Hey, College Applicants: Guess Who Is Checking Out Your Facebook Page

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In rapidly growing numbers, college admissions officers are researching potential students on social media. Here's how it could affect your applications, for better or worse.

Although good grades, solid scores on college admission tests, an impressive essay and glowing letters of recommendation from teachers are important criteria for getting accepted to colleges, a growing number of college admissions officers are also heading to Facebook, Instagram and Twitter to check out potential students.

A record high 40 percent of admissions officers — four times the percentage than in 2008 — say they visit applicants’ social media pages to find out more about them, according to a new study from Kaplan Test Prep, which is based on a survey of more than 400 college admissions officers across the United States.

Although most survey respondents (89 percent) said they only rarely peek at applicants’ social media pages, about 11 percent of college admissions officers said they do so “often.” Their reasons for doing so are mixed.

While social media can be used to check out student behavior, verify student-reported awards and help determine special scholarship eligibility, it’s also helpful in demonstrating special talents, like art, writing, music or modeling.

Whether social media can help or hurt an applicant’s chances of getting accepted into a college is entirely dependent on what admissions officers uncover on social media. Obviously, a Facebook post featuring a gaggle of partying teens would have a different outcome than an Instagram picture post of student-organized fundraiser for a local food bank.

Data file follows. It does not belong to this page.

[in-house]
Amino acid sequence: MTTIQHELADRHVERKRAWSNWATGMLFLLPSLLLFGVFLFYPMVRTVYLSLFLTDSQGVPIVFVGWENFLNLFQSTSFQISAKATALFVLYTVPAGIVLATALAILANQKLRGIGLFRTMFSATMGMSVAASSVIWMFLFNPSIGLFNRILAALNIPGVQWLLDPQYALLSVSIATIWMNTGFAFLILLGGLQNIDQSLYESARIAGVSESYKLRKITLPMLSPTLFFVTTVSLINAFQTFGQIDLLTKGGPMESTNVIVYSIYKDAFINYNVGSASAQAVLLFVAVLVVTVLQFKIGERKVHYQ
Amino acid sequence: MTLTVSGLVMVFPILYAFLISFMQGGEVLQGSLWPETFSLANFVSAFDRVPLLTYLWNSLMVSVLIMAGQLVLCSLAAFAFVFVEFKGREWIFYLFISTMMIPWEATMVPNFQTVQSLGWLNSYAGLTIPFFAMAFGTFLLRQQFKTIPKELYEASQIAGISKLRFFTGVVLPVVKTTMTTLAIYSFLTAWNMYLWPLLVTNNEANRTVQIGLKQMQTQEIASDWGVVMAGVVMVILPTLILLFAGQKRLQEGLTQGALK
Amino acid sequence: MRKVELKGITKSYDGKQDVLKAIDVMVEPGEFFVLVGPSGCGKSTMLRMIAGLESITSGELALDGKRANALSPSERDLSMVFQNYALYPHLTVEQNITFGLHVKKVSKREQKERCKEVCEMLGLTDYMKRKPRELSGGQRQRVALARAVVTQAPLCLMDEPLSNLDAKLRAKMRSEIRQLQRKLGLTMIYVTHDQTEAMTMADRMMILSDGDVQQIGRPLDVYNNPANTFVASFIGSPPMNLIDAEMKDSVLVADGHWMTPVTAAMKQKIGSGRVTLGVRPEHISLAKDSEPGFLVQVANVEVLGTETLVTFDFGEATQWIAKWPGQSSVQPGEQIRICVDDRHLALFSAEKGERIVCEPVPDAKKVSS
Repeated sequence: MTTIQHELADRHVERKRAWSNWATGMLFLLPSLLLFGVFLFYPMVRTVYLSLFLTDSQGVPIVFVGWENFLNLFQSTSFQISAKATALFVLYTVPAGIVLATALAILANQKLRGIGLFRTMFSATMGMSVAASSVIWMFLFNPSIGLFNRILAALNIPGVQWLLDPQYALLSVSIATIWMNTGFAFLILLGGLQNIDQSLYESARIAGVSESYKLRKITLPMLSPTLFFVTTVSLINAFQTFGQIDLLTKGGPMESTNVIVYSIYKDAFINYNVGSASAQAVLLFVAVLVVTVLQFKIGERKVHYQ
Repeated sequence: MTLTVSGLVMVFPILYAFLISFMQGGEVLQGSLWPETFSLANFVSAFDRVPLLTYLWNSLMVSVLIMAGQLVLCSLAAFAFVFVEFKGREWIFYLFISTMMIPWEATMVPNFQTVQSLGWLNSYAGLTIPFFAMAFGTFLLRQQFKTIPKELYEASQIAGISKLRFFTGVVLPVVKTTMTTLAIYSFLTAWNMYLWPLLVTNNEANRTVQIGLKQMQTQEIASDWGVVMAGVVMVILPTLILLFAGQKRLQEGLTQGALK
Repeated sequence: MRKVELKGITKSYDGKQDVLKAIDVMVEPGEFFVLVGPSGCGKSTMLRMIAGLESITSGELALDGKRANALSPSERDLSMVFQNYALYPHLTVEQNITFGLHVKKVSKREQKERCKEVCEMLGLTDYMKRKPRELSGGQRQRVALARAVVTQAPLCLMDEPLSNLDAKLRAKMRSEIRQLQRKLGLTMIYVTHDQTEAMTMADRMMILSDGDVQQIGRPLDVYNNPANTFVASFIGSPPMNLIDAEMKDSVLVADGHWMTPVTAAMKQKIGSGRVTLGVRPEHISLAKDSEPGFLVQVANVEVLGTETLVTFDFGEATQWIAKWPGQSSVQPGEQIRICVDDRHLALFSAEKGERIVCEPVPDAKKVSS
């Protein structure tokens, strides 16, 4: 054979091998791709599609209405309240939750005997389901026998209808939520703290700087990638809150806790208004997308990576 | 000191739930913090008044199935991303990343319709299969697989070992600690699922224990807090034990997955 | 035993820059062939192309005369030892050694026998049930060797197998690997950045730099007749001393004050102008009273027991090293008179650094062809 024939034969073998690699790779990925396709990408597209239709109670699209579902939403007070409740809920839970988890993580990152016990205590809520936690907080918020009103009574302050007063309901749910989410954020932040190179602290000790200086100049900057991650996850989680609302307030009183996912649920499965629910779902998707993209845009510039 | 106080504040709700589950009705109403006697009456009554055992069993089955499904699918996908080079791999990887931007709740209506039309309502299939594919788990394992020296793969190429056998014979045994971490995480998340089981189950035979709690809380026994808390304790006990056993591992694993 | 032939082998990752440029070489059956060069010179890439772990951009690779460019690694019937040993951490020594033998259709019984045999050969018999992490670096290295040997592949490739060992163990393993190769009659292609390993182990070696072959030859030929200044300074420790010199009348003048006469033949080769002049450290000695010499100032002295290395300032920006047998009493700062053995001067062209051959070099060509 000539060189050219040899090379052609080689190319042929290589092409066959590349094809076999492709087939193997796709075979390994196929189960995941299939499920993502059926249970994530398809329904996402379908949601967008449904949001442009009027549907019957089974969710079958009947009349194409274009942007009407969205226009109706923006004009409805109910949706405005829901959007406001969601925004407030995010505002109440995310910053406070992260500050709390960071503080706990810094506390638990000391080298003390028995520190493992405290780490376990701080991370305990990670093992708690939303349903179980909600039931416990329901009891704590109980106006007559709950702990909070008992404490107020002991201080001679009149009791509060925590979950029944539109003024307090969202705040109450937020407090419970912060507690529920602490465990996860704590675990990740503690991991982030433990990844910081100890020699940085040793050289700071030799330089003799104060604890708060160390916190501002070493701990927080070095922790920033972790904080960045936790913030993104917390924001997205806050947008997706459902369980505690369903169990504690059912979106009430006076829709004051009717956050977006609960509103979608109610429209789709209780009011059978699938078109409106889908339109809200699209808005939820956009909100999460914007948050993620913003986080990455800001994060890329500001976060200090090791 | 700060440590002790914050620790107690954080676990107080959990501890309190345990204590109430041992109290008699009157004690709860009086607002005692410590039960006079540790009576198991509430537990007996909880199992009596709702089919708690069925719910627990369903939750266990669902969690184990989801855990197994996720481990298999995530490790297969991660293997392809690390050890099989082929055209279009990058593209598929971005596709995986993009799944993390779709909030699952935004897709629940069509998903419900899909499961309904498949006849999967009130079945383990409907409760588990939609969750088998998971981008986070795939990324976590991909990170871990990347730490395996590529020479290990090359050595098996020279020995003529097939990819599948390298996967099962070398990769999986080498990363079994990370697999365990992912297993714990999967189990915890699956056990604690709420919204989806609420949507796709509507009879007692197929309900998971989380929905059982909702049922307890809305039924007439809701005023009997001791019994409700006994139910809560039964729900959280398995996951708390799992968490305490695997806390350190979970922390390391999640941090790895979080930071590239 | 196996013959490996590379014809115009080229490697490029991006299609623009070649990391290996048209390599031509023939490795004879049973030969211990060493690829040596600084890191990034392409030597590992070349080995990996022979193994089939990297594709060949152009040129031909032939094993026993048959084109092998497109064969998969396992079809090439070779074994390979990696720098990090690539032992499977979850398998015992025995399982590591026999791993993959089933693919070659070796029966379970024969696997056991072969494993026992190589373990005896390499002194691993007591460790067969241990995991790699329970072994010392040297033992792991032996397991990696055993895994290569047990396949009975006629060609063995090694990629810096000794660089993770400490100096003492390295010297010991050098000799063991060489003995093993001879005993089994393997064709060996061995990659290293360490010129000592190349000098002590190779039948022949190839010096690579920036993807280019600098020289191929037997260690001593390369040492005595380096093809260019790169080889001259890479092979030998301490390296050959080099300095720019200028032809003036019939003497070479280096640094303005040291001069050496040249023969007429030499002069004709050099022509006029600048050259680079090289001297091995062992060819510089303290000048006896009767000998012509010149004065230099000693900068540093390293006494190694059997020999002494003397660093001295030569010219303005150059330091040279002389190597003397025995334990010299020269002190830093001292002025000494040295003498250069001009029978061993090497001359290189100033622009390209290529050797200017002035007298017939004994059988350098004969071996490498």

“The growth of social media hasn’t made college admissions a whole new ballgame, but it’s definitely impacted the rules,” said Yariv Alpher, executive director, head of market research for Kaplan Test Prep. “What you post online can and may be used in your favor or against you, so it’s important to think about what you share. When in doubt, the best strategy may be to keep it to yourself.”

And really, isn’t that a good recommendation for anyone who uses social media?

What do you think of college admissions officers using social media to help them make admissions decisions? Share your comments below or on our Facebook page.

Stacy Johnson

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